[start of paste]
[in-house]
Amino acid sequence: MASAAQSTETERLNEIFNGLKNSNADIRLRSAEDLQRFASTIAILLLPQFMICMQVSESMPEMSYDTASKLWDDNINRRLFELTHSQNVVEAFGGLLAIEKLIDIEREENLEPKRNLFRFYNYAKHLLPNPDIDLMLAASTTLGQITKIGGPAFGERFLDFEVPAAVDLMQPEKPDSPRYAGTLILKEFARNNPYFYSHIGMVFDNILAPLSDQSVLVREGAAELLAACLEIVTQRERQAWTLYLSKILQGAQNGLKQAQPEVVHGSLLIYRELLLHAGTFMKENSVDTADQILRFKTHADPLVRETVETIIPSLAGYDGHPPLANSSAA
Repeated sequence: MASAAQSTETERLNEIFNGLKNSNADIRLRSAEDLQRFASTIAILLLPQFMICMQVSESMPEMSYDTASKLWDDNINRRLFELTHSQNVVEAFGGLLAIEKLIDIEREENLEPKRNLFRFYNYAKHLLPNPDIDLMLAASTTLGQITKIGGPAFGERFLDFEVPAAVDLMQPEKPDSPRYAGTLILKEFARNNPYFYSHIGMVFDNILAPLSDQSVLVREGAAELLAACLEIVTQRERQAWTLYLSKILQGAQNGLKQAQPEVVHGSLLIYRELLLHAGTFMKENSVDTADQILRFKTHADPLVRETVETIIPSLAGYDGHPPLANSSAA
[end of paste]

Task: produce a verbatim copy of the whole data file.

[in-house]
Amino acid sequence: MASAAQSTETERLNEIFNGLKNSNADIRLRSAEDLQRFASTIAILLLPQFMICMQVSESMPEMSYDTASKLWDDNINRRLFELTHSQNVVEAFGGLLAIEKLIDIEREENLEPKRNLFRFYNYAKHLLPNPDIDLMLAASTTLGQITKIGGPAFGERFLDFEVPAAVDLMQPEKPDSPRYAGTLILKEFARNNPYFYSHIGMVFDNILAPLSDQSVLVREGAAELLAACLEIVTQRERQAWTLYLSKILQGAQNGLKQAQPEVVHGSLLIYRELLLHAGTFMKENSVDTADQILRFKTHADPLVRETVETIIPSLAGYDGHPPLANSSAA
Repeated sequence: MASAAQSTETERLNEIFNGLKNSNADIRLRSAEDLQRFASTIAILLLPQFMICMQVSESMPEMSYDTASKLWDDNINRRLFELTHSQNVVEAFGGLLAIEKLIDIEREENLEPKRNLFRFYNYAKHLLPNPDIDLMLAASTTLGQITKIGGPAFGERFLDFEVPAAVDLMQPEKPDSPRYAGTLILKEFARNNPYFYSHIGMVFDNILAPLSDQSVLVREGAAELLAACLEIVTQRERQAWTLYLSKILQGAQNGLKQAQPEVVHGSLLIYRELLLHAGTFMKENSVDTADQILRFKTHADPLVRETVETIIPSLAGYDGHPPLANSSAA